MIDDLESEX COUNTY — Middlesex County Prosecutor Bruce J. Kaplan announced today that as much as $72,500 will be made available for the purchase of as many as 29 conducted energy devices, commonly known as Tasers, one for each municipal police department and law enforcement agency in Middlesex County.
The announcement came after Attorney General Paula T. Dow approved use of the devices by police officers who successfully complete training offered by Taser International, the manufacturer of the X2 and X26 models, which have been shown to meet the criteria established in the Attorney General’s Revised Policy on Conduced Energy Devices.
In addition to training by the manufacturer, police officers will be required to undergo approved training through the New Jersey Police Training Commission. Use of the devices must be in accordance with the Attorney General’s guidelines.
Following the Attorney General’s announcement, Prosecutor Kaplan offered to provide one device to any police department in Middlesex County that sends officers for training. Prosecutor Kaplan previously served on the Attorney General’s Advisory Group to Study Less Lethal Ammunition.
“Properly trained police officers will now have another tool to protect the citizens of Middlesex County,” Kaplan said.
Prosecutor Kaplan said he hoped that by offering money for an initial purchase by each police department, authorities will realize the potential benefits of the devices, and will train additional officers and purchase additional devices.
Officers who have undergone instructor training would then be certified to train other officers in their departments on the proper use of the devices.
“New equipment and training are two very important ways that we can help our local police departments enhance their efforts,” said Middlesex County Freeholder Deputy Director Ronald G. Rios. “As the chair of the county’s Law and Public Safety Committee, I would like to thank Prosecutor Kaplan and the Middlesex County Prosecutor’s Office for making this opportunity available to all of our municipalities.”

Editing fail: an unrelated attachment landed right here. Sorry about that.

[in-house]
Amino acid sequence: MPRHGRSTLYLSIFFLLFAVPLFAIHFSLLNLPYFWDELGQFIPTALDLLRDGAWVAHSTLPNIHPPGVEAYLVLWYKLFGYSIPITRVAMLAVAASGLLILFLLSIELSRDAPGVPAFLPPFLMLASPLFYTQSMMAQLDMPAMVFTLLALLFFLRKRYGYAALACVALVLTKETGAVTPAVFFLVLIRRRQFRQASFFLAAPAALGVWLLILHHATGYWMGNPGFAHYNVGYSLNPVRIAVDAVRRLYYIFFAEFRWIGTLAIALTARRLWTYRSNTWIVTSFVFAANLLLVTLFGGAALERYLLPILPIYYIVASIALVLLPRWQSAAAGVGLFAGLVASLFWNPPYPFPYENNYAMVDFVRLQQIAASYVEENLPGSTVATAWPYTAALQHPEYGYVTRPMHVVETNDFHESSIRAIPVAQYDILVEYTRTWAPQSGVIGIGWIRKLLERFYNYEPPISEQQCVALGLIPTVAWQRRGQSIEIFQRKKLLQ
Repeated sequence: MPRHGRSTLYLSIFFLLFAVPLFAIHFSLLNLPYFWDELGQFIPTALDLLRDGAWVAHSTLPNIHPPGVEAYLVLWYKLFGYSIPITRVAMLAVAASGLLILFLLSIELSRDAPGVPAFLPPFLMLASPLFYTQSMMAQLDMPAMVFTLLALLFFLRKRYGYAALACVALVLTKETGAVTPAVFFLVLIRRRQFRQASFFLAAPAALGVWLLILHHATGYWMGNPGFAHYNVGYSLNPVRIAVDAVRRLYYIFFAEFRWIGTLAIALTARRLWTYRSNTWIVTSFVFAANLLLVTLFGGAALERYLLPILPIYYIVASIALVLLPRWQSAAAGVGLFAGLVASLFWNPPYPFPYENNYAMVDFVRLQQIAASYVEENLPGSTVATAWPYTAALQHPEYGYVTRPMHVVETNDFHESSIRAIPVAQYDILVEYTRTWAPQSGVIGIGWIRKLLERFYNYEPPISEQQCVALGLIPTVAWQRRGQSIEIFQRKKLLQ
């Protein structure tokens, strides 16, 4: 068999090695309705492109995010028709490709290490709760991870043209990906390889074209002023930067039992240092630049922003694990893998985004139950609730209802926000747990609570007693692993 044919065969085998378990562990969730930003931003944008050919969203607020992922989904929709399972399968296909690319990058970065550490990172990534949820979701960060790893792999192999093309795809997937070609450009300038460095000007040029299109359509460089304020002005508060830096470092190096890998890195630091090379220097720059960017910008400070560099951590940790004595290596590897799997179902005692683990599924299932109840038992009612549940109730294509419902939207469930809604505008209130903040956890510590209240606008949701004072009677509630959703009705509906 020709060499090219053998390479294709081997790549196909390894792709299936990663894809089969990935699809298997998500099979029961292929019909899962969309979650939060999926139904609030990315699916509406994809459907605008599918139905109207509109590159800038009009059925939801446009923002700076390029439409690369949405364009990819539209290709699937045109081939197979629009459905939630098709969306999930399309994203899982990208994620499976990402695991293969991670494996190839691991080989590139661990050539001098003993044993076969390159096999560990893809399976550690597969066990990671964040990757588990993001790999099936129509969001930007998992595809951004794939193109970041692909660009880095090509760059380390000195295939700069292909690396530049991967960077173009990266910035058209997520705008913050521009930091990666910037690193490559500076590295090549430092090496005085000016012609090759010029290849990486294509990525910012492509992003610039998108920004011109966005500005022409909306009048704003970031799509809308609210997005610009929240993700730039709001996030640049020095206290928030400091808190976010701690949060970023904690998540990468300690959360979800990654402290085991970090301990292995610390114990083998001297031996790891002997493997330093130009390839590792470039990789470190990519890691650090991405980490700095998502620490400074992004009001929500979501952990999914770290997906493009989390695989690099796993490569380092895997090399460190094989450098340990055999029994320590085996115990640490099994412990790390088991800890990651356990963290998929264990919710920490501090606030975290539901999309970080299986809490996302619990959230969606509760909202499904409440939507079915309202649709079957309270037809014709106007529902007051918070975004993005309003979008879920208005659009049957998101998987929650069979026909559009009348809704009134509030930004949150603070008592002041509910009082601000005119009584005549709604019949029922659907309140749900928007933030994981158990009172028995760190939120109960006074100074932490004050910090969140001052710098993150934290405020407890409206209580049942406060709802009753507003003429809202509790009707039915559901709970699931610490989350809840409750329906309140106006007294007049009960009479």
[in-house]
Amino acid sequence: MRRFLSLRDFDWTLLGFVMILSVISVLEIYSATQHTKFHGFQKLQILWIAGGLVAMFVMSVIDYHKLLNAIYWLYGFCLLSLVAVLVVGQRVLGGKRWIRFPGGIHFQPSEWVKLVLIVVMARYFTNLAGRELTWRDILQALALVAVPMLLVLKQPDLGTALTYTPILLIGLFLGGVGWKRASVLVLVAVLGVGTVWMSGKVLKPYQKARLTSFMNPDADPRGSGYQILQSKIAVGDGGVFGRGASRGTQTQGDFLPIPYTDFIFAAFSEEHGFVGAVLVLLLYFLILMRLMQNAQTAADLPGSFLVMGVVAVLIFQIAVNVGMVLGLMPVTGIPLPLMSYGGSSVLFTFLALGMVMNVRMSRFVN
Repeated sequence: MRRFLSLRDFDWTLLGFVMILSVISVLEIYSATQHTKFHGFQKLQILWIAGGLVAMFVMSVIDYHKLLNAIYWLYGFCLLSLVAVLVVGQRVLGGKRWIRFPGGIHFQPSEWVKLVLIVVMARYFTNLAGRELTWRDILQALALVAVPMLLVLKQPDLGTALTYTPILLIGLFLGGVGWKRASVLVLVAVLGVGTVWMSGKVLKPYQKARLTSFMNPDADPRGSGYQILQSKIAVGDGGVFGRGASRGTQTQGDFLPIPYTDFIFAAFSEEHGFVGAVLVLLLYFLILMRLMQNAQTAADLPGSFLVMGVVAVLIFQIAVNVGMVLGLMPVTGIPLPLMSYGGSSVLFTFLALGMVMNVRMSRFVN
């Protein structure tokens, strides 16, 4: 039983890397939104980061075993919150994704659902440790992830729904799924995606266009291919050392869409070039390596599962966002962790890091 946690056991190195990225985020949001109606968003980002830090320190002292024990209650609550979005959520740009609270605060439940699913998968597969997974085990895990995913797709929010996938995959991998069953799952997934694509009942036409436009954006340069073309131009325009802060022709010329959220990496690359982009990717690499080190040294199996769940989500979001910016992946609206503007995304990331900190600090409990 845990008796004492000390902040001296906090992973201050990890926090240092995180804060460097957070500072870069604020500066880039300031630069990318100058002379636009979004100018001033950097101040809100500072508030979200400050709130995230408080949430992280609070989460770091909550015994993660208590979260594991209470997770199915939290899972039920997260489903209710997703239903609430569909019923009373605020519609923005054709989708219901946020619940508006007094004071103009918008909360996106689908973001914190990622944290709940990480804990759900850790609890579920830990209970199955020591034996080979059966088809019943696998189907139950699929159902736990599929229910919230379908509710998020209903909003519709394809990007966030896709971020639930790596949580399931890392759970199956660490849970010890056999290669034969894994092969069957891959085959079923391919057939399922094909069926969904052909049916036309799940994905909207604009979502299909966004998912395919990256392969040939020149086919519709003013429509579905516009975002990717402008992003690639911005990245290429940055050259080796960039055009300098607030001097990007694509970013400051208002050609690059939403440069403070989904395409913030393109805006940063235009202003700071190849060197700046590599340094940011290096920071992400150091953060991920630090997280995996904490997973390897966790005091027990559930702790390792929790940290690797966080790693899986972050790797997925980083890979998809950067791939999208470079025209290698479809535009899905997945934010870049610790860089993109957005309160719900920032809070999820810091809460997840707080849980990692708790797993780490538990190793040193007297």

The devices cost as much as $2,500 each and will be purchased with funds that were seized by court order from criminal activities, such as illicit drug sales.
“On behalf of my freeholder colleagues, I wish to thank the prosecutor’s office for finding fiscally responsible ways to provide our law enforcement officers with the tools they need to protect and serve the residents of Middlesex County,” said Middlesex County Freeholder Director Christopher D. Rafano.
Kaplan gained support of the Middlesex County Association of Chiefs of Police, which voted on Oct. 18, to approve his offer to provide one device to each department that meets the training requirements.
South Brunswick Police Chief Raymond Hayducka, a former president of the Middlesex County Chiefs Association and first vice-president of the New Jersey State Association of Chiefs of Police, supported the plan.
The last thing a police officer wants to do is to use deadly force. Not every situation may involve going to a Taser, but having that option is a benefit to the officer, the department and the public,’’ the chief said.
The offer is being made to each of the 25 municipal police departments in the county, and to the Middlesex County Sheriff’s Department, the Rutgers University Police Department, the Middlesex County College Police Department and the Middlesex County Department of Adult Corrections.
Training sessions are being planned by the manufacturer and the State Police, but training dates have yet to be established. Training could begin early next year.
Connect with NJTODAY.NET
Join NJTODAY.NET's free Email List to receive occasional updates delivered right to your email address!